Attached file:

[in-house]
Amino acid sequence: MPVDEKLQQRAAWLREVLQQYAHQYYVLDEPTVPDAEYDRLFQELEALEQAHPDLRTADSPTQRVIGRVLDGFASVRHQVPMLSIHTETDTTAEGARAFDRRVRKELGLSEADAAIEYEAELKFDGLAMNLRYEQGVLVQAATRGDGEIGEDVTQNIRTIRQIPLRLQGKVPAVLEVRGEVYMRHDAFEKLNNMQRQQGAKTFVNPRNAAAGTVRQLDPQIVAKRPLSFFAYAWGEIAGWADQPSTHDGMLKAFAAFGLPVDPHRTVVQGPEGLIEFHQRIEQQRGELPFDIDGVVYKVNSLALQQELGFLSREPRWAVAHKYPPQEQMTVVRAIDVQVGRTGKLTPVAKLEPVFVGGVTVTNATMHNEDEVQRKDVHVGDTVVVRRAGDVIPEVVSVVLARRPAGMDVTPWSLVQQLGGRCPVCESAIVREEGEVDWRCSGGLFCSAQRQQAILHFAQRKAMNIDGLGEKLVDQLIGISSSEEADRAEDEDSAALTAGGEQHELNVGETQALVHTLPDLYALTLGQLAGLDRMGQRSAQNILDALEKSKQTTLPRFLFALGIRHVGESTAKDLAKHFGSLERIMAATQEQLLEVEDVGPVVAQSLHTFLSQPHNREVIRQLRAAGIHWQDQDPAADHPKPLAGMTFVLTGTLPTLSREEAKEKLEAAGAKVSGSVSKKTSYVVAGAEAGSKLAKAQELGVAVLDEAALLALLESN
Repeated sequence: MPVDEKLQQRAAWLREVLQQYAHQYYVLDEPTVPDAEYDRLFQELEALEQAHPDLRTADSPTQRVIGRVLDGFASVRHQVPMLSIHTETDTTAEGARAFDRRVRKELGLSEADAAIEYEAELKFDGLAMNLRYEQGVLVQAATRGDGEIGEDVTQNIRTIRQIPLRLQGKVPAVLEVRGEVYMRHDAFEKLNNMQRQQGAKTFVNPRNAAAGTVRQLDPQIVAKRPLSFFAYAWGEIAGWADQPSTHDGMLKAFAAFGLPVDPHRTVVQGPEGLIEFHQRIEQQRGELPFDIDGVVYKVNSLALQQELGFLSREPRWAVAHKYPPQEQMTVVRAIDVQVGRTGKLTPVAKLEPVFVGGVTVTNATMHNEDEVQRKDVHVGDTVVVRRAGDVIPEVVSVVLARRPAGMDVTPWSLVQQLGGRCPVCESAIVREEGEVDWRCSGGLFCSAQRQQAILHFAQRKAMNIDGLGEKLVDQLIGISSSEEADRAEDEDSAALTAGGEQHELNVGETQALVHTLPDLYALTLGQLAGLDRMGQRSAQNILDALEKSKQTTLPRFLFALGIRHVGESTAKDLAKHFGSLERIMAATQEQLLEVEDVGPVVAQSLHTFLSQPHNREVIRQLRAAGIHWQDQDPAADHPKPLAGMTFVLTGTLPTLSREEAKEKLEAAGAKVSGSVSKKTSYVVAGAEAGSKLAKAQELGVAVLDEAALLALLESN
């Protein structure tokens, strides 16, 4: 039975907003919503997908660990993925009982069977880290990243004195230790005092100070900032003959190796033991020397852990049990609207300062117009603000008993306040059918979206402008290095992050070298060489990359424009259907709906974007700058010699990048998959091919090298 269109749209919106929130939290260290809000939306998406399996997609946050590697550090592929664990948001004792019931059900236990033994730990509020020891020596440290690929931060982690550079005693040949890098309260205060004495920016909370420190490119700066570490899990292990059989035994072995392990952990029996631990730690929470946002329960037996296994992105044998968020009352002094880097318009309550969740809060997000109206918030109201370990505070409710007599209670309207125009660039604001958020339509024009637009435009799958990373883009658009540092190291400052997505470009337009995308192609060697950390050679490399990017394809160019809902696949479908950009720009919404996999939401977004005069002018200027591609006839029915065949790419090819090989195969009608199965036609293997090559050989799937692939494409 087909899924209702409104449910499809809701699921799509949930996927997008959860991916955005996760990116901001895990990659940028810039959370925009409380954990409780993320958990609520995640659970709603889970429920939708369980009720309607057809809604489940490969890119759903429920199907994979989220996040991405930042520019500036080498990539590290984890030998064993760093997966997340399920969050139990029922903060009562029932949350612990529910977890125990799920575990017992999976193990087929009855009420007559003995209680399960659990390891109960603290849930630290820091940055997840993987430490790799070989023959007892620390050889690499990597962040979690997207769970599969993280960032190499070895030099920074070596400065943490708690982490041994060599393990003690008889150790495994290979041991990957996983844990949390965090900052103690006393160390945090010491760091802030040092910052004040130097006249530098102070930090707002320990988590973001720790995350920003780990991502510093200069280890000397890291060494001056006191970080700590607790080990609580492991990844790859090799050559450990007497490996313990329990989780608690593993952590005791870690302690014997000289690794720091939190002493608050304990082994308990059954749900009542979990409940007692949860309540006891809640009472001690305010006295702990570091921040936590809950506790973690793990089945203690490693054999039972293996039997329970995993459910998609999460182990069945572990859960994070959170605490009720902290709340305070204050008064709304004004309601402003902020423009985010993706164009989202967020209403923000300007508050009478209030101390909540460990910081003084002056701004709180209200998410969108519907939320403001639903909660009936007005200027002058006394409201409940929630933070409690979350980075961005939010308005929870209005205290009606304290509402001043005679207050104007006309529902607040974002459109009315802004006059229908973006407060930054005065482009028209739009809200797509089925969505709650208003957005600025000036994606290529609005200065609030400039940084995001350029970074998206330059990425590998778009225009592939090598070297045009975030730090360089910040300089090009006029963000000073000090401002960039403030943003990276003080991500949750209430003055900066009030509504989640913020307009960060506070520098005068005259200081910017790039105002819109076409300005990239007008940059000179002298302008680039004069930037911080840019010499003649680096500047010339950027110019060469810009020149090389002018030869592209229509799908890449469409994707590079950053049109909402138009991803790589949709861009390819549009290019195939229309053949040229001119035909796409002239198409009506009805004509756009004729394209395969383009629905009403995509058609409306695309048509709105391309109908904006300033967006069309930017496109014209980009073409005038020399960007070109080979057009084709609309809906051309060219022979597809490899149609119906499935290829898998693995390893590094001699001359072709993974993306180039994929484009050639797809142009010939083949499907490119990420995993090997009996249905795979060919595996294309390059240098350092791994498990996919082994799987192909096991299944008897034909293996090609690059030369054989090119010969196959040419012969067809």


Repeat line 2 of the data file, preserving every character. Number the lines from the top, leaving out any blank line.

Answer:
Amino acid sequence: MPVDEKLQQRAAWLREVLQQYAHQYYVLDEPTVPDAEYDRLFQELEALEQAHPDLRTADSPTQRVIGRVLDGFASVRHQVPMLSIHTETDTTAEGARAFDRRVRKELGLSEADAAIEYEAELKFDGLAMNLRYEQGVLVQAATRGDGEIGEDVTQNIRTIRQIPLRLQGKVPAVLEVRGEVYMRHDAFEKLNNMQRQQGAKTFVNPRNAAAGTVRQLDPQIVAKRPLSFFAYAWGEIAGWADQPSTHDGMLKAFAAFGLPVDPHRTVVQGPEGLIEFHQRIEQQRGELPFDIDGVVYKVNSLALQQELGFLSREPRWAVAHKYPPQEQMTVVRAIDVQVGRTGKLTPVAKLEPVFVGGVTVTNATMHNEDEVQRKDVHVGDTVVVRRAGDVIPEVVSVVLARRPAGMDVTPWSLVQQLGGRCPVCESAIVREEGEVDWRCSGGLFCSAQRQQAILHFAQRKAMNIDGLGEKLVDQLIGISSSEEADRAEDEDSAALTAGGEQHELNVGETQALVHTLPDLYALTLGQLAGLDRMGQRSAQNILDALEKSKQTTLPRFLFALGIRHVGESTAKDLAKHFGSLERIMAATQEQLLEVEDVGPVVAQSLHTFLSQPHNREVIRQLRAAGIHWQDQDPAADHPKPLAGMTFVLTGTLPTLSREEAKEKLEAAGAKVSGSVSKKTSYVVAGAEAGSKLAKAQELGVAVLDEAALLALLESN